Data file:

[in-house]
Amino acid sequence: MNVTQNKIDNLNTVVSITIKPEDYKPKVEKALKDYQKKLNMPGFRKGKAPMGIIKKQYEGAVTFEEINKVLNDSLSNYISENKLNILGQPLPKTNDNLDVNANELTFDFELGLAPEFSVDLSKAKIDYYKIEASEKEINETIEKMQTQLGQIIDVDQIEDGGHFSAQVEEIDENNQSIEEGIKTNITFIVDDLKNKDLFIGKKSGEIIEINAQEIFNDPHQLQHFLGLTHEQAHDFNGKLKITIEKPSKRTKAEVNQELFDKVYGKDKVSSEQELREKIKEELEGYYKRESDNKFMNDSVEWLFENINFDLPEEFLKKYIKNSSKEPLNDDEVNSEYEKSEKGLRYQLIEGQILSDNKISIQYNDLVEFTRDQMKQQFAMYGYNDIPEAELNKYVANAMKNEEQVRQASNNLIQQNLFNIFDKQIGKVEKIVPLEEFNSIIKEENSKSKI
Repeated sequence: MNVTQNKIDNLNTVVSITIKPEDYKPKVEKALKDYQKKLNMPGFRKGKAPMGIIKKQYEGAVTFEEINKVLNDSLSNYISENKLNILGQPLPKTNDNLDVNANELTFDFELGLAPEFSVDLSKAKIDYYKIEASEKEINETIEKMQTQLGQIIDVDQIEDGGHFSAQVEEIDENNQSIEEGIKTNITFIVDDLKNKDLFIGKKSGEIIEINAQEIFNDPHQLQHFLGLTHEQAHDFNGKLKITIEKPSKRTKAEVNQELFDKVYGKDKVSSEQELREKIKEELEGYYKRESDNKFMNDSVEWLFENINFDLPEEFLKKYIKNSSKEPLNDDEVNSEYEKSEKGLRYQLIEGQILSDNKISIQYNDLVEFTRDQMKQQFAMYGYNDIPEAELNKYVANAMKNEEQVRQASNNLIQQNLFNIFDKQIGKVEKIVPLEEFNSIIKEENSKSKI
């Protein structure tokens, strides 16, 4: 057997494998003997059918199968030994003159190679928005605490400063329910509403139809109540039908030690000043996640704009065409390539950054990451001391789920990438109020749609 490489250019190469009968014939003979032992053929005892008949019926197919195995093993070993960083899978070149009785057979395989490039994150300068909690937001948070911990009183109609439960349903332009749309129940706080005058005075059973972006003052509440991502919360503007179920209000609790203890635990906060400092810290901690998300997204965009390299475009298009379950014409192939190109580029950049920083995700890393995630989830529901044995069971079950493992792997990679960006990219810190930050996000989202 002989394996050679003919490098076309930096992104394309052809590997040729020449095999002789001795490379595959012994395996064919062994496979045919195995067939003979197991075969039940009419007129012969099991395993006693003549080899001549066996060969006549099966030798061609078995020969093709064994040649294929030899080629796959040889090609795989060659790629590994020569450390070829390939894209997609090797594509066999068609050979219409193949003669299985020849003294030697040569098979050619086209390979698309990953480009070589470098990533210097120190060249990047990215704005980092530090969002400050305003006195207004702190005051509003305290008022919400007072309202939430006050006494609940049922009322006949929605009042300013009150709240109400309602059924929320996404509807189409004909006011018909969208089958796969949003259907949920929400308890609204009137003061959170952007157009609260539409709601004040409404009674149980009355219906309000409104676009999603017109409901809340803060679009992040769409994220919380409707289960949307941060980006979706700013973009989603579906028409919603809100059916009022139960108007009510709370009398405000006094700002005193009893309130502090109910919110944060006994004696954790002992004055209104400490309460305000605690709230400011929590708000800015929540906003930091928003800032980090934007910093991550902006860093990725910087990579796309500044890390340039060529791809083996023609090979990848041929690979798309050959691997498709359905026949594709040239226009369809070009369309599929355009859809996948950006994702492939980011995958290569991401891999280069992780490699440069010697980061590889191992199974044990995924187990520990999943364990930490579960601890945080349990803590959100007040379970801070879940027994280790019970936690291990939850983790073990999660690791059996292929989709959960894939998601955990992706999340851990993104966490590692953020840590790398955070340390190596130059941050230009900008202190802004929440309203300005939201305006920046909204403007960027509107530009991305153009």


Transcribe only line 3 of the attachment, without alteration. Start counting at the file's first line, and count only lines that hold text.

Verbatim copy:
Repeated sequence: MNVTQNKIDNLNTVVSITIKPEDYKPKVEKALKDYQKKLNMPGFRKGKAPMGIIKKQYEGAVTFEEINKVLNDSLSNYISENKLNILGQPLPKTNDNLDVNANELTFDFELGLAPEFSVDLSKAKIDYYKIEASEKEINETIEKMQTQLGQIIDVDQIEDGGHFSAQVEEIDENNQSIEEGIKTNITFIVDDLKNKDLFIGKKSGEIIEINAQEIFNDPHQLQHFLGLTHEQAHDFNGKLKITIEKPSKRTKAEVNQELFDKVYGKDKVSSEQELREKIKEELEGYYKRESDNKFMNDSVEWLFENINFDLPEEFLKKYIKNSSKEPLNDDEVNSEYEKSEKGLRYQLIEGQILSDNKISIQYNDLVEFTRDQMKQQFAMYGYNDIPEAELNKYVANAMKNEEQVRQASNNLIQQNLFNIFDKQIGKVEKIVPLEEFNSIIKEENSKSKI